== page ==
Millennials represent nearly a quarter of all caregivers


June 1, 2018

Editor’s note: This press release was received May 22, 2018.

One-in-four of the nearly 40 million family caregivers in America is a millennial. Millennials are defined as those born between 1980 and 1996.

AARP’s latest report, “Millennials: The Emerging Generation of Family Caregivers,” spotlights the unique experiences and challenges this generation faces as more support a parent, grandparent, friend or neighbor with basic living and medical needs. According to the report, millennials are more likely to care for someone with a mental health or emotional issue — 33 percent compared to 18 percent of older caregivers. Overall, mental health caregivers face higher emotional, physical and financial strain.

Younger caregivers also face challenges in the workplace because they are less understood by supervisors and managers. On top of spending an average of more than 20 hours a week in their caregiving role, this generation of family caregivers is the most likely to be employed (73 percent). More than half say their caregiving role affected their work in a significant way, says the report.

“Caregiving responsibilities can have an impact on the futures of younger family caregivers, who are at a particular time in their lives when pivotal social and professional networks are being formed,” said Jean Accius, PhD, Vice President, AARP Public Policy Institute. “We must consider the unique needs of millennial family caregivers and ensure that they are included in programs and have the support they need to care for themselves as well as their loved ones.”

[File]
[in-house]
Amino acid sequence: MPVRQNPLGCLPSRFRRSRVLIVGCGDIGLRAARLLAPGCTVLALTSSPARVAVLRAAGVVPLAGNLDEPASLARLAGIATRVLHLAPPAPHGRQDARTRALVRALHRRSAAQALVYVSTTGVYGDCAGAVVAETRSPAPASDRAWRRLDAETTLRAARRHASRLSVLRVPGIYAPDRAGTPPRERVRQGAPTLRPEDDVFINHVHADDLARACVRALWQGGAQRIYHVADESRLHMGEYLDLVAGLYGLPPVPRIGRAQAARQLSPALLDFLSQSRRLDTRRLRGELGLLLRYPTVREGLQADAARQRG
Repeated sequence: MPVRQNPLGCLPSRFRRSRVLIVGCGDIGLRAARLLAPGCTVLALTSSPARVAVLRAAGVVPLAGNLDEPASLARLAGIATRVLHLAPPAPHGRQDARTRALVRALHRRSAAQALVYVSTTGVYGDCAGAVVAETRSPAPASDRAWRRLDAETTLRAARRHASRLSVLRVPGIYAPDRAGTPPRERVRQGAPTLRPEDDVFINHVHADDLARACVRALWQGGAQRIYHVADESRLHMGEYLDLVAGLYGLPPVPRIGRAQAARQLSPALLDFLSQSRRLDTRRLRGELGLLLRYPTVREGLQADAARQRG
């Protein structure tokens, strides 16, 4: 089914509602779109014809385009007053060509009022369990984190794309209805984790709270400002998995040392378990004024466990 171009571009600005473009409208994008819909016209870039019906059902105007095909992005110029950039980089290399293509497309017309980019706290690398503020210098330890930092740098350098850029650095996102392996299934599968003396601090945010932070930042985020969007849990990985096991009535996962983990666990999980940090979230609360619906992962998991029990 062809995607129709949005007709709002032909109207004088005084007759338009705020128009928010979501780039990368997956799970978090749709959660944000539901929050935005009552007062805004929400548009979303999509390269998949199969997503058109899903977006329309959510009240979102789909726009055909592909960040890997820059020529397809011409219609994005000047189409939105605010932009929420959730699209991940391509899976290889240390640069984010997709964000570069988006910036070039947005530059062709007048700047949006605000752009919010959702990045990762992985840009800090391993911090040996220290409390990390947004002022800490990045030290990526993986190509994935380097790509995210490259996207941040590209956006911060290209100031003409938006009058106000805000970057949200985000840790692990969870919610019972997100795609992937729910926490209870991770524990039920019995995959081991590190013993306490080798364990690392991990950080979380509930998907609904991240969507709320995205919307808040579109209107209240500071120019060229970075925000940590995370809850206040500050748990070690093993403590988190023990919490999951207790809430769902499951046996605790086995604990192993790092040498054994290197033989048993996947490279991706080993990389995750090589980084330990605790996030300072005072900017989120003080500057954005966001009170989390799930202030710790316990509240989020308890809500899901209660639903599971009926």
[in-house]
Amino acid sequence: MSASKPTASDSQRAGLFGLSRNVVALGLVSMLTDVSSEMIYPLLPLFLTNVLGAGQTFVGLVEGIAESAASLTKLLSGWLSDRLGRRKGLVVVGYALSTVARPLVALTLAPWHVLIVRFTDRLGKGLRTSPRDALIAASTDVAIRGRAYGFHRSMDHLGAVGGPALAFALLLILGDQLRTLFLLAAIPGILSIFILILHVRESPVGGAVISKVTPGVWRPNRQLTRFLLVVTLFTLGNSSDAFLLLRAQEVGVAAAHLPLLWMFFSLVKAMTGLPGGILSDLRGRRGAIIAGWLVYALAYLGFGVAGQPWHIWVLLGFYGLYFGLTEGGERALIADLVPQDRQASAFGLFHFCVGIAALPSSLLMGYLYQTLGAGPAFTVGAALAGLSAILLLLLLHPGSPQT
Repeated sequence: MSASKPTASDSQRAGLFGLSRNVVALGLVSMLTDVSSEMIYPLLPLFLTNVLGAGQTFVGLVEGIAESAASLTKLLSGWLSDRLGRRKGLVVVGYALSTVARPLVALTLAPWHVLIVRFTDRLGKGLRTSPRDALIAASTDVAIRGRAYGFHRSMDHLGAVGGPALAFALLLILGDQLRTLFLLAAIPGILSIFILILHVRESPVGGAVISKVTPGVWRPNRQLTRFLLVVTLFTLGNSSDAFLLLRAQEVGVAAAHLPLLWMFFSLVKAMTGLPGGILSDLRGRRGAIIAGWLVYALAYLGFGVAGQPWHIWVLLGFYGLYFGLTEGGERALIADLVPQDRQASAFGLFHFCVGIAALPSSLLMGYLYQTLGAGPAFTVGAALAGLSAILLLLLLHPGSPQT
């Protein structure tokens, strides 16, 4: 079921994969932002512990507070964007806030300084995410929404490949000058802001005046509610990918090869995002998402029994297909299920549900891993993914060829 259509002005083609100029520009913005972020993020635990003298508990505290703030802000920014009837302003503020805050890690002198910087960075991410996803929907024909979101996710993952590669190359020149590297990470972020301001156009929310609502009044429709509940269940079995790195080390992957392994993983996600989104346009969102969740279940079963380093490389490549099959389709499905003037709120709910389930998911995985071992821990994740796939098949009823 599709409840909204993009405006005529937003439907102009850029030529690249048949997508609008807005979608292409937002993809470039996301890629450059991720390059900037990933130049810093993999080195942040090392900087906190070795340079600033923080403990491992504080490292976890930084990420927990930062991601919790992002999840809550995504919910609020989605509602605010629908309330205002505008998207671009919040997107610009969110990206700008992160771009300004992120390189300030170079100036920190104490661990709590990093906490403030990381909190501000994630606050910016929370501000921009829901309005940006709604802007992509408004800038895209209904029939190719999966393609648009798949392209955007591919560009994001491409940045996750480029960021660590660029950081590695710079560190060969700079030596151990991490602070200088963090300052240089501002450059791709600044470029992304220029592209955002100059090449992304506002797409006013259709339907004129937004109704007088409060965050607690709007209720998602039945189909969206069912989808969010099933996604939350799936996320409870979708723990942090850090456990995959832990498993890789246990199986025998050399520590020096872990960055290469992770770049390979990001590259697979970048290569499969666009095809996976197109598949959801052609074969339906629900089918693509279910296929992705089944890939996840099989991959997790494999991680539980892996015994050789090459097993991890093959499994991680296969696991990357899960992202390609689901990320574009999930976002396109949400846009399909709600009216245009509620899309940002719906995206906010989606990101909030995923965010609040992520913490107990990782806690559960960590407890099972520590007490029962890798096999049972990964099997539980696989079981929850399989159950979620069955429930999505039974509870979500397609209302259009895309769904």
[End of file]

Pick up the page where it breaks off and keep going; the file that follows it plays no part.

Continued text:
According to the report, most millennial caregivers (65 percent) care for a parent or grandparent and more than half are the only one in the family providing this support. Millennials are also the most diverse group of family caregivers to date.

- More than one-in-four (27 percent) millennial caregivers are Hispanic/Latino, or 38 percent of all family caregivers among Hispanic/Latinos.

- Nearly one-in-five (18 percent) are African-American/Black, or 34 percent of all African-American/Black family caregivers.

- Eight percent are Asian American/Pacific Islander, or 30 percent of all the AAPI family caregivers.

- Less than half (44 percent) are white, or 17 percent of all white family caregivers.

- Twelve percent self-identify as LGBT, which makes them the largest portion of LGBT family caregivers (34 percent) than any other generation.

Data from the report is based primarily on the 2015 Caregiving in the U.S. study.

To read the full report, visit:


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